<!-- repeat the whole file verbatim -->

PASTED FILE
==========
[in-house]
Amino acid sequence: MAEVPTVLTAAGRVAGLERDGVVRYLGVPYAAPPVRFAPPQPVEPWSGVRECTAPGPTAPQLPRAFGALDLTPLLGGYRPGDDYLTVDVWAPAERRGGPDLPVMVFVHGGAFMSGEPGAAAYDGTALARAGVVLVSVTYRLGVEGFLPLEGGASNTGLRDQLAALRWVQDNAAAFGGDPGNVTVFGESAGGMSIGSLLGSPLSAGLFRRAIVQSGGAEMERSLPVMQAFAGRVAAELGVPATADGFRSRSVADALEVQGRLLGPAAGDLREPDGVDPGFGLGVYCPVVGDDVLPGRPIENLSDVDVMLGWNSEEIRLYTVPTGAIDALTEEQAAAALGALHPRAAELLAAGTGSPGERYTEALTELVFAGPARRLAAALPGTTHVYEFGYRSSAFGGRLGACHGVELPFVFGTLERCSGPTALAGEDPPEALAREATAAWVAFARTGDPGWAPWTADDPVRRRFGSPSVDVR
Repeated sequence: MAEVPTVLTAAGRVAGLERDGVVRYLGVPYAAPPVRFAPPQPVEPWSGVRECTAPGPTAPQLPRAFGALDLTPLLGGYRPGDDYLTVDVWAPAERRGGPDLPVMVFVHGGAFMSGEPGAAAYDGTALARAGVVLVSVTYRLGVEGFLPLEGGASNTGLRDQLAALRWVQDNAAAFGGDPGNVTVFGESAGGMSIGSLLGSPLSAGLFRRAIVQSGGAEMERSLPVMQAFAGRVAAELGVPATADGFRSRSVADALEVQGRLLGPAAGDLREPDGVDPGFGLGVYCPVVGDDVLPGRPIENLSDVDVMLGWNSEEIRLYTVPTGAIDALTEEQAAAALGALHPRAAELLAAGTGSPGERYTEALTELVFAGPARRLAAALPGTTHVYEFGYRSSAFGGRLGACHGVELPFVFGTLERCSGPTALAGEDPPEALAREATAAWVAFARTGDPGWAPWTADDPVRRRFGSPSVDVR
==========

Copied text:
[in-house]
Amino acid sequence: MAEVPTVLTAAGRVAGLERDGVVRYLGVPYAAPPVRFAPPQPVEPWSGVRECTAPGPTAPQLPRAFGALDLTPLLGGYRPGDDYLTVDVWAPAERRGGPDLPVMVFVHGGAFMSGEPGAAAYDGTALARAGVVLVSVTYRLGVEGFLPLEGGASNTGLRDQLAALRWVQDNAAAFGGDPGNVTVFGESAGGMSIGSLLGSPLSAGLFRRAIVQSGGAEMERSLPVMQAFAGRVAAELGVPATADGFRSRSVADALEVQGRLLGPAAGDLREPDGVDPGFGLGVYCPVVGDDVLPGRPIENLSDVDVMLGWNSEEIRLYTVPTGAIDALTEEQAAAALGALHPRAAELLAAGTGSPGERYTEALTELVFAGPARRLAAALPGTTHVYEFGYRSSAFGGRLGACHGVELPFVFGTLERCSGPTALAGEDPPEALAREATAAWVAFARTGDPGWAPWTADDPVRRRFGSPSVDVR
Repeated sequence: MAEVPTVLTAAGRVAGLERDGVVRYLGVPYAAPPVRFAPPQPVEPWSGVRECTAPGPTAPQLPRAFGALDLTPLLGGYRPGDDYLTVDVWAPAERRGGPDLPVMVFVHGGAFMSGEPGAAAYDGTALARAGVVLVSVTYRLGVEGFLPLEGGASNTGLRDQLAALRWVQDNAAAFGGDPGNVTVFGESAGGMSIGSLLGSPLSAGLFRRAIVQSGGAEMERSLPVMQAFAGRVAAELGVPATADGFRSRSVADALEVQGRLLGPAAGDLREPDGVDPGFGLGVYCPVVGDDVLPGRPIENLSDVDVMLGWNSEEIRLYTVPTGAIDALTEEQAAAALGALHPRAAELLAAGTGSPGERYTEALTELVFAGPARRLAAALPGTTHVYEFGYRSSAFGGRLGACHGVELPFVFGTLERCSGPTALAGEDPPEALAREATAAWVAFARTGDPGWAPWTADDPVRRRFGSPSVDVR